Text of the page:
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Master Geek
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Topic # 146769 28-May-2014 17:37
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Hi Geekzone,

I'm interested in knowing the technically-literate public's opinion on transparent content caching at the ISP.

Given that we're 150ms+ minimum away from a large portion of the Internet (via Southern Cross to America); are the improved page load times welcome? Is it evil? Does it break the end-to-end principle? Is that justified? Etc.

Disclaimer: This is to try and satisfy my own personal curiousity and doesn't indicate (or not indicate) my employer's intention to cache/not cache content.





“I do not think there is any thrill that can go through the human heart like that felt by the inventor as he sees some creation of the brain unfolding to success... Such emotions make a man forget food, sleep, friends, love, everything.” - Nikola Tesla

 


Disclaimer: Views expressed in my posts do not necessarily reflect those views of my employer.

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Fully Operational
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Reply # 1055275 28-May-2014 17:38
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For.  It has benefits for users AND ISPs alike, and if done correctly, there's no real downside.

Gonna need popcorn for this thread, always a contentious issue :P

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Ultimate Geek
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  Reply # 1055304 28-May-2014 17:55
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Im no expert when it comes to Transparent proxies, but the issues with the ex telstraclear/vodafone cable transparent proxy have been horrendous, seems to be settling down for now, maybe vodafone has a hold on what is going on, IMO so long as the Transparent Proxy is truly transparent no problems

 
 
 
 


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Ultimate Geek
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  Reply # 1055312 28-May-2014 18:01
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From a speed + resource usage perspective I think it's a good idea. Especially for large, static, popular content. However if/when it causes things to break or behave in unintended ways I'd much rather it wasn't being used at all.

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  Reply # 1055325 28-May-2014 18:18
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I think many people who trash proxies are the same people who use non ISP DNS servers - they don't understand how things work and are suspicious of people who may disagree with their view.

Clearly TelstraClear's cache has given many a bad impression and that has caused many issues, but there would be many who are oblivious to their ISP running a cache.


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  Reply # 1055327 28-May-2014 18:20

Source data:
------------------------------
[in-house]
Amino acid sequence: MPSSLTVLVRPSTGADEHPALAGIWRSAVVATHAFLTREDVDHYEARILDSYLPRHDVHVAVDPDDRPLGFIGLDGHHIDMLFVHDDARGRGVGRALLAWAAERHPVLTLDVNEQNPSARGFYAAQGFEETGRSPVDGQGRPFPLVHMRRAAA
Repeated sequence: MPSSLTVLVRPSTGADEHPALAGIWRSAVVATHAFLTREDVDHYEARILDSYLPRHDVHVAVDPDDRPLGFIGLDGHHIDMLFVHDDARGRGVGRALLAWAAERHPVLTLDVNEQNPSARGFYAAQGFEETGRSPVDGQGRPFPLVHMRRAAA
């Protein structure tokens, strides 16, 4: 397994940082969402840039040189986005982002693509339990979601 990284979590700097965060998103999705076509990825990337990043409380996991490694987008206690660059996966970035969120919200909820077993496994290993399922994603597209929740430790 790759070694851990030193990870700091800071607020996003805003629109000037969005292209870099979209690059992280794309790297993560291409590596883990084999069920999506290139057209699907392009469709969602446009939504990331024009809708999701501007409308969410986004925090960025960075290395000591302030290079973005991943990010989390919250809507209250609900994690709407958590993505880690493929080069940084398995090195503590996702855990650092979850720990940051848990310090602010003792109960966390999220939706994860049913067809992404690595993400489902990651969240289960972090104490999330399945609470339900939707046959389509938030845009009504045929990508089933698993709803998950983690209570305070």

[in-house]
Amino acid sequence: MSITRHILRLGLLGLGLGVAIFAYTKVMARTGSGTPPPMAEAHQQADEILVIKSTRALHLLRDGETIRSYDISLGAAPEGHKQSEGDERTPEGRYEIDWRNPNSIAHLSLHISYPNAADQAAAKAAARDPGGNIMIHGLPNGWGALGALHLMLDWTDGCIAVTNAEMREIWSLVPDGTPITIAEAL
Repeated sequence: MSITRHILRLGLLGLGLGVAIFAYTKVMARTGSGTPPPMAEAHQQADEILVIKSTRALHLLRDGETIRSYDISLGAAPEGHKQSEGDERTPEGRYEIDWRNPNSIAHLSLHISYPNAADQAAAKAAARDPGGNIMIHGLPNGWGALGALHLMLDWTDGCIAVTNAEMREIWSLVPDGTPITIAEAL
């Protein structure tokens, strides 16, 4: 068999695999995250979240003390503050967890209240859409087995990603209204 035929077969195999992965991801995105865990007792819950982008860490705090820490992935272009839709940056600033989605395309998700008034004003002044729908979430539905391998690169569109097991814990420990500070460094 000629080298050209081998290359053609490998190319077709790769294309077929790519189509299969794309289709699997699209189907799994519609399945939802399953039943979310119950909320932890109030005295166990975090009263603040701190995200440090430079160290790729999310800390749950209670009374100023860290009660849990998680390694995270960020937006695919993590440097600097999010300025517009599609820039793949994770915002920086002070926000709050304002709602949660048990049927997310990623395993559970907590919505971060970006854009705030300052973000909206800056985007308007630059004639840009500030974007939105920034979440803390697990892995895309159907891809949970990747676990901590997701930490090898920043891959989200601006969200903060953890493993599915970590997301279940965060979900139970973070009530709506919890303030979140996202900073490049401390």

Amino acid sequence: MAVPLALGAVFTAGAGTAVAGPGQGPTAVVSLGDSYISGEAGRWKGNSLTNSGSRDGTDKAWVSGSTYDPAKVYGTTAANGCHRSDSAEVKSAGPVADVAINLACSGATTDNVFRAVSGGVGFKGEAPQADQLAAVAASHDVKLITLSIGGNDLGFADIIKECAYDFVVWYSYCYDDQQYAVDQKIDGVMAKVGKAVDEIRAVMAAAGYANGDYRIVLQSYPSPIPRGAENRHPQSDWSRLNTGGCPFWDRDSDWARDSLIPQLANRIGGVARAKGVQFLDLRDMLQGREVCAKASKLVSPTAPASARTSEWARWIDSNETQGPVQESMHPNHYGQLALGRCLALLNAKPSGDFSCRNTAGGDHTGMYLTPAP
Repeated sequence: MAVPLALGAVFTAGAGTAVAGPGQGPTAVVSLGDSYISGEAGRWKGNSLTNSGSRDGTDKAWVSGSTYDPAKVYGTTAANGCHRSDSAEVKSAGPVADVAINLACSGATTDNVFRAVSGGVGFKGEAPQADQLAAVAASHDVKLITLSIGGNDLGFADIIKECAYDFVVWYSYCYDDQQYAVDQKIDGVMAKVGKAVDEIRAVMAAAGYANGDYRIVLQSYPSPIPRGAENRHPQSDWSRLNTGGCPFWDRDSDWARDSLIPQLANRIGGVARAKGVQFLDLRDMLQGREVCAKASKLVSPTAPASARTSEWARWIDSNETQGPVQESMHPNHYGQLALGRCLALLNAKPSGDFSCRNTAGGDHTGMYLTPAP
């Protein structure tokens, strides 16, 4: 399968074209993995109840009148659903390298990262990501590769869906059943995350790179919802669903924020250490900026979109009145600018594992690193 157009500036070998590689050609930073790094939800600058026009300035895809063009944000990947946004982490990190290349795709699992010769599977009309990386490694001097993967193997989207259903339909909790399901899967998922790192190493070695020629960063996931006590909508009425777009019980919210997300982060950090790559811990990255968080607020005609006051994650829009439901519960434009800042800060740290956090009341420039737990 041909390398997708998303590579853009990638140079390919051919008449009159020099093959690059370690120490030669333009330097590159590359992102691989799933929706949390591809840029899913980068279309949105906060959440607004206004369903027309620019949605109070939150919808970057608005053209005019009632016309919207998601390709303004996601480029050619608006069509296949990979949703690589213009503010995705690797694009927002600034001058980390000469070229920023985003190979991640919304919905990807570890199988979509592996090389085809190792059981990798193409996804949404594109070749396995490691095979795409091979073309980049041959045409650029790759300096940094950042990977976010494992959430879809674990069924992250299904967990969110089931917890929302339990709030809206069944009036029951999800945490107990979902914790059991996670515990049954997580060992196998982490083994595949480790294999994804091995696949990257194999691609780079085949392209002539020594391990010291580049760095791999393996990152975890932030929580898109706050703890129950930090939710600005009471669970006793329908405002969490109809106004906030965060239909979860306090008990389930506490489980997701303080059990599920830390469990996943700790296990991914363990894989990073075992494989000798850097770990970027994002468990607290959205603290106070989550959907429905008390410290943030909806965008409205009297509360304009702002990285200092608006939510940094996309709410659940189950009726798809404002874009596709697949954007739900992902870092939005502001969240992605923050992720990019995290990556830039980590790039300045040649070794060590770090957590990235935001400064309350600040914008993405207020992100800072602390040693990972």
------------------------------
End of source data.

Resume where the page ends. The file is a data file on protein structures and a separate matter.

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I think caching is one of those things that is a nice idea in principle, but for the issues it brings like caches going down or caching pages that shouldn't be cached I think they're just more of a nuisance.  In reality with the bulk of data use from major sites like YouTube/iTunes etc which all comes off CDN so caching doesn't really help much there.  I've never found myself dissatisfied with how fast a site loads from a far away destination without caching, with uncached throughput of 10-15Mbps from Europe now for web traffic that's entirely enough.  Different story for shifting huge amounts of data around but caching doesn't take care of that.

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  Reply # 1055331 28-May-2014 18:23
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I think transparent proxies/caches (whatever name you use) are a necessity here. Because of our distance to origin servers, because of costs and volume it makes sense.

As a Vodafone client (and using cable since the Chello days) I think they should manage it a little better and be more proactive when their gear suffers a stroke. If there are alarms they don't seem to be monitored seeing sometimes we have two or three days of bad performance until something happens. 






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  Reply # 1055334 28-May-2014 18:26
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Very strongly for... 

I must say the responses so far are refreshingly lucid.

Cheers - N


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  Reply # 1055402 28-May-2014 19:46
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Definitely think the benefits outweigh any potential downsides, especially given most implementations in NZ seem to be well-managed.




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  Reply # 1055409 28-May-2014 19:53
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I think overall it's a good thing, but only if ISP's offer customers an opt out option for their accounts.

It benefits the ISP's, it benefits the masses, but it does cause some issues and people should have the right to turn it off.




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  Reply # 1055430 28-May-2014 20:14
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I understand the need for them and they probably work well in most cases, but had a bad experience with the Telecom proxy. I had to get them to disable it for our connection because it was either breaking sites or not refreshing content (not good when you're a web dev and you need to see the changes).